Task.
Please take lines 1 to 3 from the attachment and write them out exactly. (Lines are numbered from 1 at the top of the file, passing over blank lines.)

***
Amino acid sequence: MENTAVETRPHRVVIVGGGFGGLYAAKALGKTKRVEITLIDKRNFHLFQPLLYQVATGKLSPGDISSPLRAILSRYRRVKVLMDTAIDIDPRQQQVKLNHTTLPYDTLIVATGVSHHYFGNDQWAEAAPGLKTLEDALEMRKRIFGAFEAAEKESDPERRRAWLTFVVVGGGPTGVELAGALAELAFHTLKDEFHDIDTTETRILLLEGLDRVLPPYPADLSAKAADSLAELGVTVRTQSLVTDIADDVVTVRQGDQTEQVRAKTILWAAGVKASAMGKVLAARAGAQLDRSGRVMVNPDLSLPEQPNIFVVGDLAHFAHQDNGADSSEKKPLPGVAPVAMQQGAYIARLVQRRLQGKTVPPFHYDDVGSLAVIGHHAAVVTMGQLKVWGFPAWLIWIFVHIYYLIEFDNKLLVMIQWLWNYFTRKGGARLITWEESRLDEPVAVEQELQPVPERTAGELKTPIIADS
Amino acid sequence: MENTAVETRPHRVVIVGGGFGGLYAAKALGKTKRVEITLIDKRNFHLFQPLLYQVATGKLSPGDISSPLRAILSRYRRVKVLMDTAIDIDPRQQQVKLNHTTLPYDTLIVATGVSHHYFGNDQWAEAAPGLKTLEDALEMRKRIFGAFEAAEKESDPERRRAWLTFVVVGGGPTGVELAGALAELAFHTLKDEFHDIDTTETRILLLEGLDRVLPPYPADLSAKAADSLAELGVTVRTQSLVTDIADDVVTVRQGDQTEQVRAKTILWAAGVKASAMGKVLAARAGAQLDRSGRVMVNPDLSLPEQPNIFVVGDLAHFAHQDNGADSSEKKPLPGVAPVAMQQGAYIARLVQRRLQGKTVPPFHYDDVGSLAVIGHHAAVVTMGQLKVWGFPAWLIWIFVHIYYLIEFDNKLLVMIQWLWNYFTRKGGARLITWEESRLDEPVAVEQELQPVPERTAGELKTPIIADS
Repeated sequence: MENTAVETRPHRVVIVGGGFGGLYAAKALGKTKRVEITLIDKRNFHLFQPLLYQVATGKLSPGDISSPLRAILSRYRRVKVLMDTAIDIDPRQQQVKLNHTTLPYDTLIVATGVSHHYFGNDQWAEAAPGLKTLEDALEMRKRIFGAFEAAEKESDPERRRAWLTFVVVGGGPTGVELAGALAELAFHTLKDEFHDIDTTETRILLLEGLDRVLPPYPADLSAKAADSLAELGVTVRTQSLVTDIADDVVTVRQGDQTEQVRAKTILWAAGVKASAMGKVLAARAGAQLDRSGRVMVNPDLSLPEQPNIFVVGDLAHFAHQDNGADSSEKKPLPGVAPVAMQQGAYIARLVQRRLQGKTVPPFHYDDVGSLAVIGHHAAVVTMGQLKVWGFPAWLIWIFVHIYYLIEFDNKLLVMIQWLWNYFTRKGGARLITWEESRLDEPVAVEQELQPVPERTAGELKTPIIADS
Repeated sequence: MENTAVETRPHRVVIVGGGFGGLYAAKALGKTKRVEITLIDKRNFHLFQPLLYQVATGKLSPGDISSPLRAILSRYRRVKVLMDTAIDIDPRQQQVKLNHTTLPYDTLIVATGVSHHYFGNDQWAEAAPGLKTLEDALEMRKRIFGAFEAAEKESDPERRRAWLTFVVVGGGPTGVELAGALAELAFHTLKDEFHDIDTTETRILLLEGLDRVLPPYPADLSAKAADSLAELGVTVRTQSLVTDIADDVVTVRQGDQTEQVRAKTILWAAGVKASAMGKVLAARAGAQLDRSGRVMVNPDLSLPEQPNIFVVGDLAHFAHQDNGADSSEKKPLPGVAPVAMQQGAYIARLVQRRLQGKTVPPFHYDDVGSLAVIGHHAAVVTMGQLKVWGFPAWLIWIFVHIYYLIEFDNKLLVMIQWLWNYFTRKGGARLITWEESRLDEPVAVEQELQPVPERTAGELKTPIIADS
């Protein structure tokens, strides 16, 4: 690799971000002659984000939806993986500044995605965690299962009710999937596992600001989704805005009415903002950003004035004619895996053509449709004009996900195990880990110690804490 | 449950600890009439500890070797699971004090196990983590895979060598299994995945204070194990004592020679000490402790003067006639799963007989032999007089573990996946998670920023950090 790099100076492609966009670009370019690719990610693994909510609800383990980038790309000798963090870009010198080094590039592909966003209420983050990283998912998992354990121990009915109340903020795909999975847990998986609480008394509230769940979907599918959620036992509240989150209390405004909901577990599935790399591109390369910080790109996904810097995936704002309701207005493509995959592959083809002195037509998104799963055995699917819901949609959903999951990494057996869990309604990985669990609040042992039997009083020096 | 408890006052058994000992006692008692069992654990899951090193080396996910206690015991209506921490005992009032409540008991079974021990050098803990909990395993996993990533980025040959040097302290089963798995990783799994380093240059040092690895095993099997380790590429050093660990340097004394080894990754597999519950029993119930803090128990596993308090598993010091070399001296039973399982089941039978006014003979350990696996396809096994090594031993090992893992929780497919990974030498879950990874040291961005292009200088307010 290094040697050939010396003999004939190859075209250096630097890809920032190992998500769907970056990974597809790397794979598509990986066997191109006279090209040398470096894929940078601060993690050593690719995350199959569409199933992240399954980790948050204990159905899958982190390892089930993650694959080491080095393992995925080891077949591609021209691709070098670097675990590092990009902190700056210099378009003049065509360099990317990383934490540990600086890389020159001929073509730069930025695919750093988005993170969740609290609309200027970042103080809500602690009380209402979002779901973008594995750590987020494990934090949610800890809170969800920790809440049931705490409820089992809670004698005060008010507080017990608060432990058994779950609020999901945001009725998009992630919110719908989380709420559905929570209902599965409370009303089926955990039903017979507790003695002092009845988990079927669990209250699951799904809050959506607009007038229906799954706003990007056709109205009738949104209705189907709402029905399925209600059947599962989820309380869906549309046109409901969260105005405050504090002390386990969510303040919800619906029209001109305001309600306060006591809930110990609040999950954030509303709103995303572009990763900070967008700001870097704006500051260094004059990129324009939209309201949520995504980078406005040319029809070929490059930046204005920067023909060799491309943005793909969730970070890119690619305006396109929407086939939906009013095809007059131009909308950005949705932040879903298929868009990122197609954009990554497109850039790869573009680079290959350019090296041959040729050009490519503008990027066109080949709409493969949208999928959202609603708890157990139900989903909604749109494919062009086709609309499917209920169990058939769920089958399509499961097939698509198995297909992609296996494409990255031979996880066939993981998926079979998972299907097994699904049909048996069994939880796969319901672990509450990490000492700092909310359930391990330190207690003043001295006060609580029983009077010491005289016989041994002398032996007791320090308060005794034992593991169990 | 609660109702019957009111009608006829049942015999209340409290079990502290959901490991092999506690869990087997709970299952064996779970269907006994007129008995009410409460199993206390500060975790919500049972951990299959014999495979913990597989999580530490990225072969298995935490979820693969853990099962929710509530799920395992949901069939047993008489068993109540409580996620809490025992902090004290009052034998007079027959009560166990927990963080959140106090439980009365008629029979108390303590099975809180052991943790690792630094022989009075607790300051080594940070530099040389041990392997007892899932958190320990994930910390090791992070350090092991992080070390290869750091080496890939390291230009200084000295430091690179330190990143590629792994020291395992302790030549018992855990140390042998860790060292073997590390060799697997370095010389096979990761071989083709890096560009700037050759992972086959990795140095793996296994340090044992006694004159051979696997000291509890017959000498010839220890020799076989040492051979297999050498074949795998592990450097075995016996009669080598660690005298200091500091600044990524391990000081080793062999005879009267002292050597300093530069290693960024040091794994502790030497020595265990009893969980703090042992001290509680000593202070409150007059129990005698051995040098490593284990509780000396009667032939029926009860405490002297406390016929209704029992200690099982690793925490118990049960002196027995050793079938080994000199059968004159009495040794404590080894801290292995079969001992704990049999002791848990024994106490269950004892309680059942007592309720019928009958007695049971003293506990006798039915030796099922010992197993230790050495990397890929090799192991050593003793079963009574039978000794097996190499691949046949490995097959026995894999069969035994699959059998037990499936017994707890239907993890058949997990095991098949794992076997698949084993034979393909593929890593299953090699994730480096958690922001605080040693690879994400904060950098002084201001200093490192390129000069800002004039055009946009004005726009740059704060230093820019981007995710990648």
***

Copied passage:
Amino acid sequence: MENTAVETRPHRVVIVGGGFGGLYAAKALGKTKRVEITLIDKRNFHLFQPLLYQVATGKLSPGDISSPLRAILSRYRRVKVLMDTAIDIDPRQQQVKLNHTTLPYDTLIVATGVSHHYFGNDQWAEAAPGLKTLEDALEMRKRIFGAFEAAEKESDPERRRAWLTFVVVGGGPTGVELAGALAELAFHTLKDEFHDIDTTETRILLLEGLDRVLPPYPADLSAKAADSLAELGVTVRTQSLVTDIADDVVTVRQGDQTEQVRAKTILWAAGVKASAMGKVLAARAGAQLDRSGRVMVNPDLSLPEQPNIFVVGDLAHFAHQDNGADSSEKKPLPGVAPVAMQQGAYIARLVQRRLQGKTVPPFHYDDVGSLAVIGHHAAVVTMGQLKVWGFPAWLIWIFVHIYYLIEFDNKLLVMIQWLWNYFTRKGGARLITWEESRLDEPVAVEQELQPVPERTAGELKTPIIADS
Amino acid sequence: MENTAVETRPHRVVIVGGGFGGLYAAKALGKTKRVEITLIDKRNFHLFQPLLYQVATGKLSPGDISSPLRAILSRYRRVKVLMDTAIDIDPRQQQVKLNHTTLPYDTLIVATGVSHHYFGNDQWAEAAPGLKTLEDALEMRKRIFGAFEAAEKESDPERRRAWLTFVVVGGGPTGVELAGALAELAFHTLKDEFHDIDTTETRILLLEGLDRVLPPYPADLSAKAADSLAELGVTVRTQSLVTDIADDVVTVRQGDQTEQVRAKTILWAAGVKASAMGKVLAARAGAQLDRSGRVMVNPDLSLPEQPNIFVVGDLAHFAHQDNGADSSEKKPLPGVAPVAMQQGAYIARLVQRRLQGKTVPPFHYDDVGSLAVIGHHAAVVTMGQLKVWGFPAWLIWIFVHIYYLIEFDNKLLVMIQWLWNYFTRKGGARLITWEESRLDEPVAVEQELQPVPERTAGELKTPIIADS
Repeated sequence: MENTAVETRPHRVVIVGGGFGGLYAAKALGKTKRVEITLIDKRNFHLFQPLLYQVATGKLSPGDISSPLRAILSRYRRVKVLMDTAIDIDPRQQQVKLNHTTLPYDTLIVATGVSHHYFGNDQWAEAAPGLKTLEDALEMRKRIFGAFEAAEKESDPERRRAWLTFVVVGGGPTGVELAGALAELAFHTLKDEFHDIDTTETRILLLEGLDRVLPPYPADLSAKAADSLAELGVTVRTQSLVTDIADDVVTVRQGDQTEQVRAKTILWAAGVKASAMGKVLAARAGAQLDRSGRVMVNPDLSLPEQPNIFVVGDLAHFAHQDNGADSSEKKPLPGVAPVAMQQGAYIARLVQRRLQGKTVPPFHYDDVGSLAVIGHHAAVVTMGQLKVWGFPAWLIWIFVHIYYLIEFDNKLLVMIQWLWNYFTRKGGARLITWEESRLDEPVAVEQELQPVPERTAGELKTPIIADS